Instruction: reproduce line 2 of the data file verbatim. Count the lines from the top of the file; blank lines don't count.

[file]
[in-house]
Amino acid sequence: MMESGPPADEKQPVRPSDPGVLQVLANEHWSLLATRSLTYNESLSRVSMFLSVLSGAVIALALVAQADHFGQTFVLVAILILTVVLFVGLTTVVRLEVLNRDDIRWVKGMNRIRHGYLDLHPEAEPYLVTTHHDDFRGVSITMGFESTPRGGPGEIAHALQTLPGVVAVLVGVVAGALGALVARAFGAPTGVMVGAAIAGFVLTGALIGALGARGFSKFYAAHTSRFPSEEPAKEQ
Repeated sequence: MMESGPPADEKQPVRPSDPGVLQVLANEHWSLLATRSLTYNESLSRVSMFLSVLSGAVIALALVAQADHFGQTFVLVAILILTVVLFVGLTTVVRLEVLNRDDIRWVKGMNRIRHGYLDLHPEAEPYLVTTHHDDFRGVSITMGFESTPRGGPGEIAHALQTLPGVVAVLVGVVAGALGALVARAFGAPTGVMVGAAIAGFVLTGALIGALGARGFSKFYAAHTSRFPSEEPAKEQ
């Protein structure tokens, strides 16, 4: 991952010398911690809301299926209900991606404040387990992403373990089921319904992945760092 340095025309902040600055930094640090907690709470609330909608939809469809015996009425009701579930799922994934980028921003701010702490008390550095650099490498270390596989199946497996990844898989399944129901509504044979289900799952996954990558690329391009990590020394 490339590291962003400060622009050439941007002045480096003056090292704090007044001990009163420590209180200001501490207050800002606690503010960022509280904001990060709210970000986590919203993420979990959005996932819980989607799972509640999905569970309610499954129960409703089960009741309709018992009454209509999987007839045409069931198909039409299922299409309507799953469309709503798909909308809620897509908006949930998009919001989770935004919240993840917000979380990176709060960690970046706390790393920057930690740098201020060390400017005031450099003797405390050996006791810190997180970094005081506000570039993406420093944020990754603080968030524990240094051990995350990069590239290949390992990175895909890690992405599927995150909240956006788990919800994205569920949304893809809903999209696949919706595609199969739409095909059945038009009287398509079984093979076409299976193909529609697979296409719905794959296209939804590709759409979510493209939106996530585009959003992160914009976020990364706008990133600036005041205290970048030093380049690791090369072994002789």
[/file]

Amino acid sequence: MMESGPPADEKQPVRPSDPGVLQVLANEHWSLLATRSLTYNESLSRVSMFLSVLSGAVIALALVAQADHFGQTFVLVAILILTVVLFVGLTTVVRLEVLNRDDIRWVKGMNRIRHGYLDLHPEAEPYLVTTHHDDFRGVSITMGFESTPRGGPGEIAHALQTLPGVVAVLVGVVAGALGALVARAFGAPTGVMVGAAIAGFVLTGALIGALGARGFSKFYAAHTSRFPSEEPAKEQ